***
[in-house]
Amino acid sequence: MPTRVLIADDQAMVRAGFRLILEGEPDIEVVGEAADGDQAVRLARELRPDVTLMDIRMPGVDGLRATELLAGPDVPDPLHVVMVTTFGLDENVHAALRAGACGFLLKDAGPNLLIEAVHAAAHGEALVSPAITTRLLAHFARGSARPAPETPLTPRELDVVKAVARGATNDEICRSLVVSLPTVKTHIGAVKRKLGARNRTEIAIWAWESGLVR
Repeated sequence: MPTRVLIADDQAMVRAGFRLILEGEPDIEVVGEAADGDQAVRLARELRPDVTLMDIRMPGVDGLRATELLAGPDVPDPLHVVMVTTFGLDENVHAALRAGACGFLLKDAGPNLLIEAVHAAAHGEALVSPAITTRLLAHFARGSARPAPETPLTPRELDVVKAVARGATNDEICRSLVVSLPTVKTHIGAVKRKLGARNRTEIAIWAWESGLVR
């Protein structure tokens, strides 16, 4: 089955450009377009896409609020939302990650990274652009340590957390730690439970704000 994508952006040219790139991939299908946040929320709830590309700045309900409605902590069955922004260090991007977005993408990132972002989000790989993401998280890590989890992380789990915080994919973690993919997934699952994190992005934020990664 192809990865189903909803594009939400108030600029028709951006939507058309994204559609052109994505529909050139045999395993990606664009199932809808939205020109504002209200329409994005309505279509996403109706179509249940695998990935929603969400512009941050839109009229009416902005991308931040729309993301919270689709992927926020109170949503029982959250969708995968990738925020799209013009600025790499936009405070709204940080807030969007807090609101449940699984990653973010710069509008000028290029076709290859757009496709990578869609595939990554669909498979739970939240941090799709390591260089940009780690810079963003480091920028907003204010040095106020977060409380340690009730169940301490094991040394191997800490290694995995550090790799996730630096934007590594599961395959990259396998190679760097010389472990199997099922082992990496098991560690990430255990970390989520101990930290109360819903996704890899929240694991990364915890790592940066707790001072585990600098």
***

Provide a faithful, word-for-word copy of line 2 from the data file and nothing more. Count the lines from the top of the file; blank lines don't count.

Amino acid sequence: MPTRVLIADDQAMVRAGFRLILEGEPDIEVVGEAADGDQAVRLARELRPDVTLMDIRMPGVDGLRATELLAGPDVPDPLHVVMVTTFGLDENVHAALRAGACGFLLKDAGPNLLIEAVHAAAHGEALVSPAITTRLLAHFARGSARPAPETPLTPRELDVVKAVARGATNDEICRSLVVSLPTVKTHIGAVKRKLGARNRTEIAIWAWESGLVR